How Bad Is Not Exercising? A New Study Says It's Worse Than Smoking, But Here's Why You Shouldn't Worry
You don't need me to tell you that some form of regular exercise is good for you, but how bad is not exercising, full stop? According to a new study published in the Journal of the American Medical Association (JAMA) Network Open, not exercising might be worse for you than smoking, diabetes, or heart disease. While this is important info to have as you manage your day-to-day health, it's just as critical not to worry if you aren't super active. Exercise habits are unique to each person, and there are many factors that determine whether or not someone is healthy.
TIME reports that, for this study, researchers at the Cleveland Clinic studied over 122,000 patients via treadmill testing from 1991 to 2014, and later recorded mortality rates. They found that high levels of cardiovascular fitness were directly linked to health and longevity in study participants. While the benefits of some form of regular exercise are widely known, the study’s authors found the results of this study “surprising,” according to TIME.
“Being unfit on a treadmill or in an exercise stress test has a worse prognosis, as far as death, than being hypertensive, being diabetic, or being a current smoker,” study co-author Dr. Wael Jaber told CNN. Furthermore, there was no upper limit of benefits — meaning that, there was no point at which exercising too much became bad for you.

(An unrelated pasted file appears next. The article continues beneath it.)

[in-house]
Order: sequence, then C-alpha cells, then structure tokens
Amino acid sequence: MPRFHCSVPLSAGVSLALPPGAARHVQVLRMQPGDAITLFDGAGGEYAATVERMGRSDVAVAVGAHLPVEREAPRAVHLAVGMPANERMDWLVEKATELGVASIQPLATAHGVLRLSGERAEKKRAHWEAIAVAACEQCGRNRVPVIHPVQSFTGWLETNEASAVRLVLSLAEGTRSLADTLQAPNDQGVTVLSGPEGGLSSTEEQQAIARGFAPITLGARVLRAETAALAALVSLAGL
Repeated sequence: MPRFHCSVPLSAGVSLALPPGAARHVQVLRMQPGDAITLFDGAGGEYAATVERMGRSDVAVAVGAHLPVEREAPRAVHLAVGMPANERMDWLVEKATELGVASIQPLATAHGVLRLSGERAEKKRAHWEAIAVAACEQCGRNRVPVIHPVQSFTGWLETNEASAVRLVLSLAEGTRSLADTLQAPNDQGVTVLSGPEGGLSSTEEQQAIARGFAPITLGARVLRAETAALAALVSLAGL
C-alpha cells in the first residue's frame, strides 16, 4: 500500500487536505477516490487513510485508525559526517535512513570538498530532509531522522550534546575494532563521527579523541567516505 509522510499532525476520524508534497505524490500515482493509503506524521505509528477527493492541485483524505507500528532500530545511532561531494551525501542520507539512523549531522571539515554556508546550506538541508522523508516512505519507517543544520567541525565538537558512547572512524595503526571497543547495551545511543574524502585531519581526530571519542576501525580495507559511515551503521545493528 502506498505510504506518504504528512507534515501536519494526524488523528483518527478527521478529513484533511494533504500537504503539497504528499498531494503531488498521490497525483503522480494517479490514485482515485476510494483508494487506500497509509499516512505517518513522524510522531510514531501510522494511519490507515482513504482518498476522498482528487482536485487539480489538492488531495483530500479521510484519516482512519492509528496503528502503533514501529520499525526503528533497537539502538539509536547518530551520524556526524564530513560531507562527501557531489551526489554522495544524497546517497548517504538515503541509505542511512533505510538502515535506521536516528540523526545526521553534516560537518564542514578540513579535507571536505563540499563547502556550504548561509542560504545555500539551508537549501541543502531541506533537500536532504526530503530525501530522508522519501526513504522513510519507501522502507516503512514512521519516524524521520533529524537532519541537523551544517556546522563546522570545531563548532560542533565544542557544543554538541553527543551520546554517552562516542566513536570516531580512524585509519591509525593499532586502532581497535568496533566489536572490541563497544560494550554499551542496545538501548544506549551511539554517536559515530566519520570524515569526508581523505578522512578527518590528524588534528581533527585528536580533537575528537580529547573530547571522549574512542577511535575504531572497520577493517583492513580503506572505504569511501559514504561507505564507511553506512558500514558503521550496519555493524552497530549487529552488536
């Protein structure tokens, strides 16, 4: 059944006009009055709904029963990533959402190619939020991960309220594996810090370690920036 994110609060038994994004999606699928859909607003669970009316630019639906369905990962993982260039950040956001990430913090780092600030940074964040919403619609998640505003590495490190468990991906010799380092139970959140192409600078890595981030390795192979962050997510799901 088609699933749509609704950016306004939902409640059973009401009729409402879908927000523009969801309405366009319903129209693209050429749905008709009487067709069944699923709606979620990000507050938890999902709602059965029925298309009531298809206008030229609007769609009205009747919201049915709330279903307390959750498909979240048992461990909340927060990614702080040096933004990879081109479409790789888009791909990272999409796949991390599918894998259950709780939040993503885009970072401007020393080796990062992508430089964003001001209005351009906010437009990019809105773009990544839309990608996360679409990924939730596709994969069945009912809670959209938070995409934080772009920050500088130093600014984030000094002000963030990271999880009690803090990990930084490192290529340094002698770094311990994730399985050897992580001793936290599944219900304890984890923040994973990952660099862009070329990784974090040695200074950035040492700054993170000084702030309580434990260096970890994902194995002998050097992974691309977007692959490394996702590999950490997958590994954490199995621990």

Jaber told CNN that another surprising finding from this study is that, not only does physical fitness lead to a longer life, aerobic exercise also has profound health benefits. While researchers have previously questioned whether or not super-intense forms of exercise are healthy, this study found that “There is no level of exercise or fitness that exposes you to risk." Jaber further noted that "We can see from the study that the ultra-fit still have lower mortality … There is actually no ceiling for the benefit of exercise,” Jaber told CNN. “There’s no age limit that doesn’t benefit from being physically fit.”
That said, there are reasons to proceed with caution with any new fitness regimen you might want to try. and it’s always good to check in with your doctor if you have any questions. This is especially true if you have any underlying medical conditions, or if you’re starting a new exercise program. What's more, many people don't take into consideration that access to many form of exercise is a privilege that not everyone equally shares. Gym memberships, yoga classes, and even fitness equipment can be considerable financial investments. Moreover, if you manage any disabilities or invisible illnesses, you might need modifications in order to exercise in a way that works best for you.
Basically, it's important to know that your exercise habits now are not set in stone — they can change throughout your life, so if you don't have an exercise habit now, that doesn't mean that'll be the case in a few years. While exercise in some form is for everyone, not every form of exercise is best for every person. Simple body weight exercises, taking walks outside when you can, and various forms of stretching are just a few options for getting moving during the day. And make sure that, whatever form of exercise you choose, that it fits your unique set of needs. No stress — just do what works for you.